by HRC Staff •
For millions of Americans across the country, the possible repeal of the Affordable Care Act is a terrifying prospect.
Post submitted by former HRC President Chad Griffin
The post originally appeared on Cleveland.com and was submitted by Chad Griffin, President of HRC, and William Hardy, President and CEO of Equitas Health.
For millions of Americans across the country, the possible repeal of the Affordable Care Act is a terrifying prospect. People are facing dire consequences if President Donald Trump succeeds in his quest to destroy health care to serve a political talking point, and the impact on LGBTQ people, communities of color, women, children, seniors and others disproportionately reliant on the ACA will be devastating.
Since its passage, the Affordable Care Act has expanded access to crucial health care services to millions of people.
While the ACA is not perfect, Trump and his allies have made clear they are uninterested in fixing it; they are interested in destroying it, to say they did. In the process, they've managed to load the bill with sneaky provisions that give tax breaks to the wealthy which would be paid for on the backs of our nation's most vulnerable communities.
And that answer is simple.
After weeks of secrecy, the Senate proposal unveiled last week by Republican Majority Leader Mitch McConnell is just as radical, reckless, and dangerous as the bill passed by House Republicans in May. According to the nonpartisan Congressional Budget Office, the House bill would rip health care away from 23 million people, while the Senate bill would rip health care away from 22 million people, including many in the LGBTQ community.
The Trump-Pence-McConnell proposal makes things worse for everyone. And what we know is this: One life lost is one too many. Simply put, this proposal would put millions of lives at risk.
And that's why the LGBTQ community is asking all senators -- Republicans and Democrats alike -- to save the Affordable Care Act and the life-saving provisions it guarantees for so many in our community and across our country.
Both the House and Senate versions of the bill gut core provisions of the ACA and cut off tens of millions of Americans from life-saving health care coverage while increasing out-of-pocket costs.
Because of the ACA, tens of thousands of low-income people living with HIV have been able to obtain health insurance through the Medicaid expansion. This critical coverage ensures that people living with HIV have access to primary care and the lifesaving treatments they need to live longer, healthier lives. The Senate's so-called "Better Care Reconciliation Act" proposes drastic changes to Medicaid, and it will strip many of these people, and the most vulnerable among us, of essential health care coverage.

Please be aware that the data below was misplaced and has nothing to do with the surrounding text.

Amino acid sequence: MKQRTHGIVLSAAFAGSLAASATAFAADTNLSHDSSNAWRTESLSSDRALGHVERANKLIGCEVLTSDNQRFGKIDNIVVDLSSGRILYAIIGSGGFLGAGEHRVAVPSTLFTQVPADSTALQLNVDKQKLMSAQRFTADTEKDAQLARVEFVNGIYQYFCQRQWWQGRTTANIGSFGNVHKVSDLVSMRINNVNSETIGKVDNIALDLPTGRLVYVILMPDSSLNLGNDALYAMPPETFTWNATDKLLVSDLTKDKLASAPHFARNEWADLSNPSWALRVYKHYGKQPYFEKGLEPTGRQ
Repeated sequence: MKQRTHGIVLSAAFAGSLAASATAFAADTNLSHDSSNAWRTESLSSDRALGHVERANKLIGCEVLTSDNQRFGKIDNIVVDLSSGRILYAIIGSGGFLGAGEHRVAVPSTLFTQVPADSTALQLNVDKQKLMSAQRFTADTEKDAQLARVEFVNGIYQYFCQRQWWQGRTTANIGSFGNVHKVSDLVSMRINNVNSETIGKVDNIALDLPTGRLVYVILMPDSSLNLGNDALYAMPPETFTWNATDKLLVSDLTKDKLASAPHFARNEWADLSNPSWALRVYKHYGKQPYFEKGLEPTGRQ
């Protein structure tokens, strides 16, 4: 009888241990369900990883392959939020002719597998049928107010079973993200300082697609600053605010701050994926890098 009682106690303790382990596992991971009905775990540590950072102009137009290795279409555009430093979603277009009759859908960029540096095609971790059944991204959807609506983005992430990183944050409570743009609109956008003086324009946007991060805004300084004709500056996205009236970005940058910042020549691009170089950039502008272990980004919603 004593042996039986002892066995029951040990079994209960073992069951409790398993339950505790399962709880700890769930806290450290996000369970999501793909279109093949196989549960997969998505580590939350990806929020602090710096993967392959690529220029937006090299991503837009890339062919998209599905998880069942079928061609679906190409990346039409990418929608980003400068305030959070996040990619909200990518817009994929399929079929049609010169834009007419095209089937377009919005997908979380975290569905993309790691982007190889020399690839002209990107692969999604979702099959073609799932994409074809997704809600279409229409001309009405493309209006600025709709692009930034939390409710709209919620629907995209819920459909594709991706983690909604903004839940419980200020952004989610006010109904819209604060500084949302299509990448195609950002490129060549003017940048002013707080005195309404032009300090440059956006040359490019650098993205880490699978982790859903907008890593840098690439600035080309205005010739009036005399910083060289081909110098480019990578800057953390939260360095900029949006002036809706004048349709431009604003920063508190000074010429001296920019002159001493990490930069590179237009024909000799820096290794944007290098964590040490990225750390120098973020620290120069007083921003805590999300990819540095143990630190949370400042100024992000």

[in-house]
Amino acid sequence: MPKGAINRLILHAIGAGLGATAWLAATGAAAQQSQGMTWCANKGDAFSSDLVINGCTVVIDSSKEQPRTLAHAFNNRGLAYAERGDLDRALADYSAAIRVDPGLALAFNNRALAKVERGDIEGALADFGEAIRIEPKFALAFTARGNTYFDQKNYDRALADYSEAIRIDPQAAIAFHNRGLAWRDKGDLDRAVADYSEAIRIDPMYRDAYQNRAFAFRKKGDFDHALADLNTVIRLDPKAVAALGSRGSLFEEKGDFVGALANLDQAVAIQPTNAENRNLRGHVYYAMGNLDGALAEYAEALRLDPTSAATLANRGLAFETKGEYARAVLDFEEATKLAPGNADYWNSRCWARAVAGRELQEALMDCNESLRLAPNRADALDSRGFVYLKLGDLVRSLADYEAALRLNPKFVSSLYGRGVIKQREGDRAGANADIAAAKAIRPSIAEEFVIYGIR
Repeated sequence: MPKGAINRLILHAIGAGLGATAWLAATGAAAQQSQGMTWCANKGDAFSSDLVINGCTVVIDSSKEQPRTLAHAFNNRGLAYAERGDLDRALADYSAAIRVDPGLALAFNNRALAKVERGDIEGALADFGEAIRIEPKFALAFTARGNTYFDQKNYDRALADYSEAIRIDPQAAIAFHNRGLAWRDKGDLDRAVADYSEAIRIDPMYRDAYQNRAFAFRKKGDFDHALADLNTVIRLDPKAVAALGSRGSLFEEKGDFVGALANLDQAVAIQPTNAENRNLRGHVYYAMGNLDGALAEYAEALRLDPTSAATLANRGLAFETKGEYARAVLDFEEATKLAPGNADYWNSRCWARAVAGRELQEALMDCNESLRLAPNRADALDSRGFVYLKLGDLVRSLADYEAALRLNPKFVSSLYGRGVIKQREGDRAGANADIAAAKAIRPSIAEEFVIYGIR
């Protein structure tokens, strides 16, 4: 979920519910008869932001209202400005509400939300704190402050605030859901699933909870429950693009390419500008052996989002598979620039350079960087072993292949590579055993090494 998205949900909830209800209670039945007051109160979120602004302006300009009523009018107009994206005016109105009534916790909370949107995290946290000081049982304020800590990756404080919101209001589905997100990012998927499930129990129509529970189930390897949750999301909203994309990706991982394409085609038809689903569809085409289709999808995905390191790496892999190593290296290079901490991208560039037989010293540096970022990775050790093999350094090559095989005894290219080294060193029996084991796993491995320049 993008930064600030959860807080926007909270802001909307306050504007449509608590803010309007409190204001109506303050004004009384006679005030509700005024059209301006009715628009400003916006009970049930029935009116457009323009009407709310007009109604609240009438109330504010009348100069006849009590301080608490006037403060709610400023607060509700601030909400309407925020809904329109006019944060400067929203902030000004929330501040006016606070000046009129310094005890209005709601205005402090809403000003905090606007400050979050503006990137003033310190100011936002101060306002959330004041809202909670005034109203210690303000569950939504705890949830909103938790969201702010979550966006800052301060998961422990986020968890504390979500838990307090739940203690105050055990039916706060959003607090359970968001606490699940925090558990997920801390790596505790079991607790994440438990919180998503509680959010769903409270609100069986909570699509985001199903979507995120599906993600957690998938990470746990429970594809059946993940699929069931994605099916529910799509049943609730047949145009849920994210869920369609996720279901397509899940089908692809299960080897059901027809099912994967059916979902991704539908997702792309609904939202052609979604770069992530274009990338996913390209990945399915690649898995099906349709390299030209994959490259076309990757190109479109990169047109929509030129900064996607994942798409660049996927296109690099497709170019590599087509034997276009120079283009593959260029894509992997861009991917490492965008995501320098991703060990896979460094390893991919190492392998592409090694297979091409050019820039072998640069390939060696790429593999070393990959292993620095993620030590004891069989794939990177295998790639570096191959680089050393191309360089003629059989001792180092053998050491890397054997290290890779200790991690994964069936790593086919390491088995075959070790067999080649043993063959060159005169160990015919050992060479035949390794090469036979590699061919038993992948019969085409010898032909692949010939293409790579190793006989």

This bill will disproportionately impact LGBTQ Americans, leaving them with some of the poorest insurance coverage in the nation.
The LGBTQ community has benefited from the ACA's tax credit structure and the Medicaid expansion, and the rescission of both of these critical components will have devastating consequences for a community already facing significant health care disparities.
In another dangerous move, the Senate bill would also cut federal funding for Planned Parenthood, which would jeopardize the ability of clinics to deliver preventive health services, including HIV testing and transition-related care. Health centers, like those operated by Planned Parenthood, often offer the only culturally competent health care available, especially in rural and isolated areas. The ACA's public health and prevention fund, established to expand investments in the nation's public health infrastructure, would also be repealed.
Every single one of these proposals is a recipe for not only stripping health care from LGBTQ Americans, but also pushing the health care needs of the LGBTQ community back in the closet.
We've made strides in recent years that have allowed us to lift bans on HIV organ donation, improve health insurance coverage for those living with HIV, and help prevent future transmission. Much of this progress has been achieved through the Affordable Care Act. Without the ACA, critical prevention methods and access to lifesaving medication would be lost.
We've simply come too far to allow our elected leaders to drag us backwards by passing measures that threaten our quality of life and our community's survival.
At its core, this health care debate is what our fight has always been about: equal dignity and value under the law.
Saving the ACA is about saving lives, plain and simple. And we need all senators to put party and politics aside and do what's right for our country, for Americans, and for our community.
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